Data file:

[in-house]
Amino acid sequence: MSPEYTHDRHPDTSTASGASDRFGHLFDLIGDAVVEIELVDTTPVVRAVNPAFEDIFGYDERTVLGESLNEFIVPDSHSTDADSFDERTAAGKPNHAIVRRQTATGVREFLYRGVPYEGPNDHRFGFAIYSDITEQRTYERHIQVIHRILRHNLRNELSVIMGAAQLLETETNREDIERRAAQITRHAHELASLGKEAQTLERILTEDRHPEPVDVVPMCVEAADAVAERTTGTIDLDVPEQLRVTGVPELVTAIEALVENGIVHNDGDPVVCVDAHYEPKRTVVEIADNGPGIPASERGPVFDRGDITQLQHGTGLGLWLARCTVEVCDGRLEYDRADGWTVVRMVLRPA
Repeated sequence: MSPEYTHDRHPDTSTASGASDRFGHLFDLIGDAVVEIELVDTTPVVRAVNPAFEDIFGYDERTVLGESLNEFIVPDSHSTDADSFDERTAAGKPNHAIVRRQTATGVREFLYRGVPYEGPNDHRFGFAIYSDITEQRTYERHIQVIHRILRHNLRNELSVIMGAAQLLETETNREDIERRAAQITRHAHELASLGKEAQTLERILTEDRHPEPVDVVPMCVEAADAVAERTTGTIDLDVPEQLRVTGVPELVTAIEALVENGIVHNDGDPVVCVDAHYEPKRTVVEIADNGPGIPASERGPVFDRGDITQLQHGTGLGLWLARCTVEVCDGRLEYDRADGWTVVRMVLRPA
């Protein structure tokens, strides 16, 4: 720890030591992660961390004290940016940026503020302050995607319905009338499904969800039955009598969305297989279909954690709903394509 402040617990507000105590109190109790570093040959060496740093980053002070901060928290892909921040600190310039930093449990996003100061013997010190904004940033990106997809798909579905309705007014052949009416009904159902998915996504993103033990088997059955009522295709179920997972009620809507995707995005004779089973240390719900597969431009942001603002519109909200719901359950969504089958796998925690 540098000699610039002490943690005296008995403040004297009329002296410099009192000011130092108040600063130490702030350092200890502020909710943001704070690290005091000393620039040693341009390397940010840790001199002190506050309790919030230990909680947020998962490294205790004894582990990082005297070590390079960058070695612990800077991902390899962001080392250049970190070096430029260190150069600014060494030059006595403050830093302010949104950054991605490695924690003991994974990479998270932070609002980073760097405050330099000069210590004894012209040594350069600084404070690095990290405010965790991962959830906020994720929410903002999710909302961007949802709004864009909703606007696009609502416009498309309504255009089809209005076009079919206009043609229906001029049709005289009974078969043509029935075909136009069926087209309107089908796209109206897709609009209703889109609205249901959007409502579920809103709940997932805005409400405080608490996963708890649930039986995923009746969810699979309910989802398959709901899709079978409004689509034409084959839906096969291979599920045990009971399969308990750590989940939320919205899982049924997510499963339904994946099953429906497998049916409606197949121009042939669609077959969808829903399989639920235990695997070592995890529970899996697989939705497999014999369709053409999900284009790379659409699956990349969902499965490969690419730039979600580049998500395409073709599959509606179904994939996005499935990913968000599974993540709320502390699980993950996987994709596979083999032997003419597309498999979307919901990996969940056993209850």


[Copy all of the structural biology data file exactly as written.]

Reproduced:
[in-house]
Amino acid sequence: MSPEYTHDRHPDTSTASGASDRFGHLFDLIGDAVVEIELVDTTPVVRAVNPAFEDIFGYDERTVLGESLNEFIVPDSHSTDADSFDERTAAGKPNHAIVRRQTATGVREFLYRGVPYEGPNDHRFGFAIYSDITEQRTYERHIQVIHRILRHNLRNELSVIMGAAQLLETETNREDIERRAAQITRHAHELASLGKEAQTLERILTEDRHPEPVDVVPMCVEAADAVAERTTGTIDLDVPEQLRVTGVPELVTAIEALVENGIVHNDGDPVVCVDAHYEPKRTVVEIADNGPGIPASERGPVFDRGDITQLQHGTGLGLWLARCTVEVCDGRLEYDRADGWTVVRMVLRPA
Repeated sequence: MSPEYTHDRHPDTSTASGASDRFGHLFDLIGDAVVEIELVDTTPVVRAVNPAFEDIFGYDERTVLGESLNEFIVPDSHSTDADSFDERTAAGKPNHAIVRRQTATGVREFLYRGVPYEGPNDHRFGFAIYSDITEQRTYERHIQVIHRILRHNLRNELSVIMGAAQLLETETNREDIERRAAQITRHAHELASLGKEAQTLERILTEDRHPEPVDVVPMCVEAADAVAERTTGTIDLDVPEQLRVTGVPELVTAIEALVENGIVHNDGDPVVCVDAHYEPKRTVVEIADNGPGIPASERGPVFDRGDITQLQHGTGLGLWLARCTVEVCDGRLEYDRADGWTVVRMVLRPA
């Protein structure tokens, strides 16, 4: 720890030591992660961390004290940016940026503020302050995607319905009338499904969800039955009598969305297989279909954690709903394509 402040617990507000105590109190109790570093040959060496740093980053002070901060928290892909921040600190310039930093449990996003100061013997010190904004940033990106997809798909579905309705007014052949009416009904159902998915996504993103033990088997059955009522295709179920997972009620809507995707995005004779089973240390719900597969431009942001603002519109909200719901359950969504089958796998925690 540098000699610039002490943690005296008995403040004297009329002296410099009192000011130092108040600063130490702030350092200890502020909710943001704070690290005091000393620039040693341009390397940010840790001199002190506050309790919030230990909680947020998962490294205790004894582990990082005297070590390079960058070695612990800077991902390899962001080392250049970190070096430029260190150069600014060494030059006595403050830093302010949104950054991605490695924690003991994974990479998270932070609002980073760097405050330099000069210590004894012209040594350069600084404070690095990290405010965790991962959830906020994720929410903002999710909302961007949802709004864009909703606007696009609502416009498309309504255009089809209005076009079919206009043609229906001029049709005289009974078969043509029935075909136009069926087209309107089908796209109206897709609009209703889109609205249901959007409502579920809103709940997932805005409400405080608490996963708890649930039986995923009746969810699979309910989802398959709901899709079978409004689509034409084959839906096969291979599920045990009971399969308990750590989940939320919205899982049924997510499963339904994946099953429906497998049916409606197949121009042939669609077959969808829903399989639920235990695997070592995890529970899996697989939705497999014999369709053409999900284009790379659409699956990349969902499965490969690419730039979600580049998500395409073709599959509606179904994939996005499935990913968000599974993540709320502390699980993950996987994709596979083999032997003419597309498999979307919901990996969940056993209850």